Concentrix, the US firm accused of incorrectly withdrawing tax credits from hundreds of claimants, will not have its contract renewed, HMRC says. Concentrix won a £75m contract to try to save the government more than £1bn in incorrect or fraudulent tax credit payments in May last year. Labour MP and chairman of the Commons Work and Pensions Committee Frank Field, who had urged the government to investigate concerns over Concentrix, welcomed HMRC's decision, saying the firm's "reign of terror" was coming to a close. The BBC earlier reported the case of Nicola McKenzie, a teenage mother who had her child tax credits stopped after she was wrongly accused of being married to a 74-year-old dead man. The Treasury has revealed 120 cases since last October where Concentrix did not "fully" meet the performance standards laid out in its contract. But it is feared the actual number may be higher. The Facebook campaign group Concentrix Mums, which has 5,600 members, says hundreds more people have been affected by errors. Tax credits - the Child Tax Credit and the Working Tax Credit - are government payments made to households on low incomes. Concentrix's government contract is based on a payment-by-results model, with the "maximisation of revenue flows" as one of its key requirements - meaning it makes more money if it cuts more payments. BBC NEWS

Greene King to move remaining pub workers off zero-hours contracts
The Suffolk-based company said it was in the process of moving workers to contracts that guarantee a minimum number of hours, following its takeover of the Spirit Pub Company last year. In 2013, Spirit, the owner of chains including Chef & Brewer and Wacky Warehouse, said that most of its 16,000 employees were on the contracts, which give no guarantee of work from one day to the next. The hospitality industry is the biggest user of such contracts, which have been criticised by unions for not offering workers any security over pay. Greene King, which had already moved its staff from zero-hours contracts before buying Spirit in 2015, said it was working on moving employees to new minimum hours contracts. A spokesman said: “We do not have zero-hours contracts in Greene King pubs. Following criticism of its employment practices, Sports Direct said it would offer 18,000 workers at its shops contracts guaranteeing at least 12 hours’ work a week, although it has emerged that this change could take until the end of the year. On Sunday, pub firm JD Wetherspoon said that it would allow 24,000 staff to choose between a zero-hours contract and one offering fixed hours after a successful trial of the scheme. Its chairman, Tim Martin, told Buzzfeed that around two-thirds of staff had opted to move off zero hours and on to guaranteed contracts, guaranteeing around 70% of the typical number of hours they work each week. GUARDIAN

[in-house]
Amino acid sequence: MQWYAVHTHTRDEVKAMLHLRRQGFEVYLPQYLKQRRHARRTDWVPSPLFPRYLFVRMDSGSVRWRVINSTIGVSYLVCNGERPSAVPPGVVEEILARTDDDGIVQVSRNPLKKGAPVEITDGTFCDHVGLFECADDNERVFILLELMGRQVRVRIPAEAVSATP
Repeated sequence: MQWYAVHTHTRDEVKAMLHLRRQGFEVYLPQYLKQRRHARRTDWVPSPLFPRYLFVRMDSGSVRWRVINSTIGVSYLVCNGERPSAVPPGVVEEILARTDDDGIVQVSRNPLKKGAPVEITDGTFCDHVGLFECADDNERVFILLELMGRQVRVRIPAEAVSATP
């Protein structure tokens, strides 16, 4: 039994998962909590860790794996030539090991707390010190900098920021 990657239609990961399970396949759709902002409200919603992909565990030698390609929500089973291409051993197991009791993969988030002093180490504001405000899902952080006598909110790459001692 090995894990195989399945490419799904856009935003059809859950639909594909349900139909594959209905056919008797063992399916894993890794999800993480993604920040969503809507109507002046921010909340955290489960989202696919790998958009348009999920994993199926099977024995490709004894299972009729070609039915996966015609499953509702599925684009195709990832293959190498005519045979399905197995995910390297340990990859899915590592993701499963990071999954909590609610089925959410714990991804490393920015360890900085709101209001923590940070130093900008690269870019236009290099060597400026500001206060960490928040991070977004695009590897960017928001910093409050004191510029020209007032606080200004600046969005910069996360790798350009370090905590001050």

Watchdog to probe banks and building societies as some punished savers but failed to help borrowers after BoE rate cut
Financial institutions including First Direct, which is owned by HSBC, and Scottish Widows, part of Lloyds, seized on last month’s rate cut to a historic 0.25 per cent low to roll back interest rates on their leading savings deals. But – despite warnings from Bank governor Mark Carney – they have not yet reduced borrowing costs for their mortgage customers. Banks make money by lending savers’ cash out to people who take on debt. Some of the profit from interest is passed on to savers and the bank keeps the rest. When savings rates are cut but borrowers’ interest rates stay the same, it means a larger profit is typically going to the bank. Scottish Widows Bank has also cut savings rate without reducing its standard variable rate for mortgages. But a spokesman said its SVR would be reduced from 3.99 per cent to 3.74 per cent on October 1. A string of building societies are also dragging their feet. They include West Bromwich, the seventh largest, which has cut some savings rates by between 0.15 and 0.2 points. A spokesman said it last reduced SVR rates in August 2014, from 5.84 per cent to 3.99 per cent. ‘Our SVR still remains competitive today, even after any recent reductions from other lenders have been applied,’ he said. An FCA spokesman said: ‘We will be writing to all mortgage providers to understand how decisions on the standard variable rate for new and existing mortgage customers have been made in response to the change in the base rate.’ DAILY MAIL


Post a Comment

Note: only a member of this blog may post a comment.

Share This

Follow Us

  • Subscribe via Email

Search Us